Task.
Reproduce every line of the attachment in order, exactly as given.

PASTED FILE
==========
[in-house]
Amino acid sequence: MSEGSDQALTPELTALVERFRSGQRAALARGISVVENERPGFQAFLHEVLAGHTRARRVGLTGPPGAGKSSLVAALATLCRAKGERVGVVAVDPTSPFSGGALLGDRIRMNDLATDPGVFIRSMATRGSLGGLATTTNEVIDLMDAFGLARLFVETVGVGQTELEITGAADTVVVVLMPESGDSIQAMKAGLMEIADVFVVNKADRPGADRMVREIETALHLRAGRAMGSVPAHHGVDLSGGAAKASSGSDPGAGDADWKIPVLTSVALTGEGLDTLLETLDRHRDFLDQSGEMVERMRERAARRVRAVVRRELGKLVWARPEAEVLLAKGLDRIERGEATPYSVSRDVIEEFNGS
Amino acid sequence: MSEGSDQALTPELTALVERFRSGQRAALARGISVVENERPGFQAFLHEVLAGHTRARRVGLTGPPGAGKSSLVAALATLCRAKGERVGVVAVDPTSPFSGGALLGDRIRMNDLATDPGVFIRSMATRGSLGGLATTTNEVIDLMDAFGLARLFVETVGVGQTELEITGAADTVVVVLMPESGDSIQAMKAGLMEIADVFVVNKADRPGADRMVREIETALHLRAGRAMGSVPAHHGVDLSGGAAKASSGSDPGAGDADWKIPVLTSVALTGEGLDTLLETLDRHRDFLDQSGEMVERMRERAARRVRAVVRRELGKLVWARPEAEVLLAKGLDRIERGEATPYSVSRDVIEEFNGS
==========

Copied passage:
[in-house]
Amino acid sequence: MSEGSDQALTPELTALVERFRSGQRAALARGISVVENERPGFQAFLHEVLAGHTRARRVGLTGPPGAGKSSLVAALATLCRAKGERVGVVAVDPTSPFSGGALLGDRIRMNDLATDPGVFIRSMATRGSLGGLATTTNEVIDLMDAFGLARLFVETVGVGQTELEITGAADTVVVVLMPESGDSIQAMKAGLMEIADVFVVNKADRPGADRMVREIETALHLRAGRAMGSVPAHHGVDLSGGAAKASSGSDPGAGDADWKIPVLTSVALTGEGLDTLLETLDRHRDFLDQSGEMVERMRERAARRVRAVVRRELGKLVWARPEAEVLLAKGLDRIERGEATPYSVSRDVIEEFNGS
Amino acid sequence: MSEGSDQALTPELTALVERFRSGQRAALARGISVVENERPGFQAFLHEVLAGHTRARRVGLTGPPGAGKSSLVAALATLCRAKGERVGVVAVDPTSPFSGGALLGDRIRMNDLATDPGVFIRSMATRGSLGGLATTTNEVIDLMDAFGLARLFVETVGVGQTELEITGAADTVVVVLMPESGDSIQAMKAGLMEIADVFVVNKADRPGADRMVREIETALHLRAGRAMGSVPAHHGVDLSGGAAKASSGSDPGAGDADWKIPVLTSVALTGEGLDTLLETLDRHRDFLDQSGEMVERMRERAARRVRAVVRRELGKLVWARPEAEVLLAKGLDRIERGEATPYSVSRDVIEEFNGS